Why You Don’t Owe Any Truck Brand Loyalty
The stereotype of many pickup truck buyers is extreme loyalty to their truck of choice. Chevy Silverado people wouldn’t think of owning a Ford F-150, that kind of thing. The crowds of Calvin stickers on rear windows certainly doesn’t help dissuade the concept. Neither do the sales figures of a truck like the Honda Ridgeline, liked by critics but seemingly too different from other pickups for consumers. However, the reality of the situation is a bit different. In recent surveys run by CarGurus.com and CarMax, results show truck brand loyalty isn’t as rock-solid as some may think. But even if it were, it may be time to rethink the concept of truck brand loyalty.
What factors impact truck brand loyalty
Both The Drive and CNET reported on the CarGurus.com survey. The site surveyed 450 owners split between various brands: the Detroit Three, as well as Toyota, GMC, and Nissan. The surveyed pickup owners were asked what, if anything, would make them switch to a different brand of truck.
Price tops the list. 42% of them said a price bump of $5000 or more would make them swap loyalties; an additional 20% were swayed by a $10,000 increase. In fact, MSN Autos reported that CarGurus.com found 67% of truck buyers think trucks are actually too expensive. Of the survey participants over age 45, 80% agreed with that statement.
The second-most-common switch motivation? Engine size/power and fuel efficiency. Considering the kinds of jobs pickups perform—not to mention the psychological reasons people buy them—this makes a certain amount of sense. Trucks that can’t haul, or trucks that burn too much, aren’t much use. Although, another important truck attribute, bed size, was only fourth on the list of switch factors. Safety was third. And only 29% said they wouldn’t switch brands for any reason.
Truck brand loyalty vs brand loyalty overall
However, to be loyal to a specific truck is one thing. To be loyal to the brand as a whole is another. And other aspects of the CarGurus survey, as well as a separate survey run by CarMax, show this difference.
MSN Autos reports that 17% of the polled owners wouldn’t buy another truck, due to fuel and maintenance costs. And of the owners that had already gotten rid of their truck, 35% switched to a sedan, and 37% went to a crossover or SUV. Trucks may be able to haul a lot of stuff, but not every person needs that level of utility day-to-day. That may be why Hyundai is positioning the upcoming Santa Cruz slightly different compared to other pickups.
CarMax found something similar in their brand loyalty survey. While 22.1% of Ram 1500 owners repeat-buy their trucks (Autoblog found Ram enjoys the highest truck-brand loyalty and fourth-highest overall brand loyalty), but trucks fell far behind SUVs in terms of vehicle-type loyalty. 61% of SUV/crossover owners bought another SUV or crossover. Meanwhile, only 31% of crew-cab truck owners bought another truck like that. Sedans were in-between, at 47.5%.
It’s clear, then, that not every truck owner necessarily wants a new version of their truck—or even another truck, period. And they have very sound, rational reasons for thinking like this. And all of this is a good thing.
Why blind loyalty to a brand isn’t a smart idea for you or the brand
People get excited about the trucks and cars they buy. And if they really like it, they recommend it to their friends and family. There’s nothing wrong with this. But consumers need to keep an open and critical mind about it.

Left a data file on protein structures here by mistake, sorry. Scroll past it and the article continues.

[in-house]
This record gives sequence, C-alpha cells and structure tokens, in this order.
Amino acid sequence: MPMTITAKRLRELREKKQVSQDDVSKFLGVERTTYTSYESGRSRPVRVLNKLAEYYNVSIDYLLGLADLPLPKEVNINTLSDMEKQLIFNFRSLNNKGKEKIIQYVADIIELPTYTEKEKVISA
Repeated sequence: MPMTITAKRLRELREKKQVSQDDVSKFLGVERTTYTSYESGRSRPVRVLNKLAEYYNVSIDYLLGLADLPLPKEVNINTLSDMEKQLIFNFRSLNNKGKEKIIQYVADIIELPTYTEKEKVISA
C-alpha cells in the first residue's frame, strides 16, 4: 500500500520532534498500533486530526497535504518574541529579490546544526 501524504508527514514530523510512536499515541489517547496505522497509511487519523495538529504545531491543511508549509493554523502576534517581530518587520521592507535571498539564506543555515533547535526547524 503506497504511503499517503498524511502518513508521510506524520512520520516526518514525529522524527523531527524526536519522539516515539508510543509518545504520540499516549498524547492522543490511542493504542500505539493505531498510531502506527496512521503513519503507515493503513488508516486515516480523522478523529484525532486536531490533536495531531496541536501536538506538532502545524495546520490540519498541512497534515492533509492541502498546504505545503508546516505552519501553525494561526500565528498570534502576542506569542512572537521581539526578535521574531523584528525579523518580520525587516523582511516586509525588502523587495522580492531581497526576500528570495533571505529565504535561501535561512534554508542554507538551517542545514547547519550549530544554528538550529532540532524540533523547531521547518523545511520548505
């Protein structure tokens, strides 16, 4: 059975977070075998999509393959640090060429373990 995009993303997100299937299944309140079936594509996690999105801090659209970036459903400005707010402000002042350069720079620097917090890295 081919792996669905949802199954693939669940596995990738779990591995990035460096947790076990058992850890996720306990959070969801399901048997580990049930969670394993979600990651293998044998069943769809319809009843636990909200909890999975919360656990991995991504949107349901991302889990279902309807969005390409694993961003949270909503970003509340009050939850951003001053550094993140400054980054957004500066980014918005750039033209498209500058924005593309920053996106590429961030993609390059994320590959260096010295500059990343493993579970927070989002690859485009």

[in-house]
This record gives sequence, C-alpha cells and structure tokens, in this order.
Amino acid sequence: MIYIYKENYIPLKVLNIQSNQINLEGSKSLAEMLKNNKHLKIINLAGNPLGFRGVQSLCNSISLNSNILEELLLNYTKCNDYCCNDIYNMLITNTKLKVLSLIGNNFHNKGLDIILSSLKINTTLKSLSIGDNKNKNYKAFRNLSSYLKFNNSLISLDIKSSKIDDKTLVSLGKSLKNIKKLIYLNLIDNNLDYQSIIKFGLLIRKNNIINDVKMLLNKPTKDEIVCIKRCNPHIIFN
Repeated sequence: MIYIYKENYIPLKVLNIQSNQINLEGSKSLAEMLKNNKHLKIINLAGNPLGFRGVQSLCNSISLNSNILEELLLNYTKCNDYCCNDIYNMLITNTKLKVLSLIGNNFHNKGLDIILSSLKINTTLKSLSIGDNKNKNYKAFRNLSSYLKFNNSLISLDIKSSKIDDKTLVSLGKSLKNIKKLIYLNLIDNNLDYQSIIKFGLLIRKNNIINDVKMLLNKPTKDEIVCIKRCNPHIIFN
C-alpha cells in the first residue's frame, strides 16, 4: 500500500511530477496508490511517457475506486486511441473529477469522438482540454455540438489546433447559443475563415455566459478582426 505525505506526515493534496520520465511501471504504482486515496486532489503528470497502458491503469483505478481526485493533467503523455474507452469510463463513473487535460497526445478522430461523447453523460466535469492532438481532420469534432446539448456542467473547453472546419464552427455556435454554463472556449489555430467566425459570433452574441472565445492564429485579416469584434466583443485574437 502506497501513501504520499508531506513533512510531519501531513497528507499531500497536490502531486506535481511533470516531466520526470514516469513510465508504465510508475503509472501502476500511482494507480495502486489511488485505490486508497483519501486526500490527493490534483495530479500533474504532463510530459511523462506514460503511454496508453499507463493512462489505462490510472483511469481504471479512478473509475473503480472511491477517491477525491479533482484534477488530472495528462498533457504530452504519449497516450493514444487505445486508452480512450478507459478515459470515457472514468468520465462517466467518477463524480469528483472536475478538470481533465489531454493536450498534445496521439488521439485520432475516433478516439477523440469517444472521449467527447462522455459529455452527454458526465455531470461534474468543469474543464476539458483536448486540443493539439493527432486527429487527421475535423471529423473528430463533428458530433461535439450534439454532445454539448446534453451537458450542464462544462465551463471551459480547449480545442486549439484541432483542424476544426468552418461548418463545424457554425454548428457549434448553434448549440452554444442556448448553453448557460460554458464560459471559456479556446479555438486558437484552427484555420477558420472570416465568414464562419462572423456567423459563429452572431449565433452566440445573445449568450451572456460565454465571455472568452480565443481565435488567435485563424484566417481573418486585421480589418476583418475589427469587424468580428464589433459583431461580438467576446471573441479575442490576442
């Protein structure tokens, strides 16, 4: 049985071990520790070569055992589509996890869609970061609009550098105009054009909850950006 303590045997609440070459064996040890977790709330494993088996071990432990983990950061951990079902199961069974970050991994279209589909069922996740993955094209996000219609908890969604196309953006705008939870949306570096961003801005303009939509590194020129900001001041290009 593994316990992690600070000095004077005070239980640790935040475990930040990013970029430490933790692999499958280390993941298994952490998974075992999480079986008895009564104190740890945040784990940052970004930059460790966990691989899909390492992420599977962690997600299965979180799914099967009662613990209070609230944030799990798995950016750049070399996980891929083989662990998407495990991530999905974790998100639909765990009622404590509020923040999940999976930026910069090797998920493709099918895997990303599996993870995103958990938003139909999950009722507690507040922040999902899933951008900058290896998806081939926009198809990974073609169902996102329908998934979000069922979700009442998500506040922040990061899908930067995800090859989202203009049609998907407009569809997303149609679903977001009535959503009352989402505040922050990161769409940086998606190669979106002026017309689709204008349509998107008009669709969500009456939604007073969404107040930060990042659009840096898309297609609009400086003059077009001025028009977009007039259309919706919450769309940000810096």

Being constantly loyal to a brand, regardless of what the company puts out, doesn’t help the brand. This doesn’t just apply to trucks or cars, but to things like computers and smartphones. As both ComputerWorld and Lifehacker have pointed out, blind brand loyalty locks you, the paying consumer, out from the benefits of an open market. The whole reason all these brands are competing with each other, and constantly trying to improve and innovate, is to please you and bring in your business. Automatically assuming whatever Ram or Ford or Chevrolet comes out with will be “the best truck EVAR” helps no one. It makes the company feel like they don’t have to try and keep up with the rest of the market because there will always be a buyer. And that’s part of the reason why the Detroit automakers were in so much trouble during the Great Recession.
Companies should always strive for improvement. And blind loyalty removes the motivation for it. And actually, it’s not us that need to be loyal. Courteous, yes, but not loyal.
Manufacturers need to be loyal to us
Not everything a truck manufacturer puts out will be a success. Even features like GMC’s Quadrasteer, which noticeably improved truck handling, don’t always prove popular enough to last long. At the same time, sometimes popular features can turn brand loyalists off. Ram’s new multi-function tailgate, for instance, has been dismissed by some Ram fans as a “gimmick.” But as a consumer who is spending real money on something, it’s you who has the power.
As SlashGear has explained, retaining loyal customers is what makes companies work so hard to make new products and one-up their competitors. If you like a pickup, you’ll put money towards it. But you are under no obligation to do so. Even if you’ve been a Silverado fanboy for life, if you don’t like the newest model, you don’t have to buy it. Auto companies measure satisfaction through revenue. They are providing a product and service to us, not the other way around. We, as consumers, should not and cannot think we serve them. If a manufacturer burns you because your truck keeps breaking, walk away.
You don’t need to be loyal to a brand of truck. If the truck brand wants to stay in business, it needs to be loyal to you.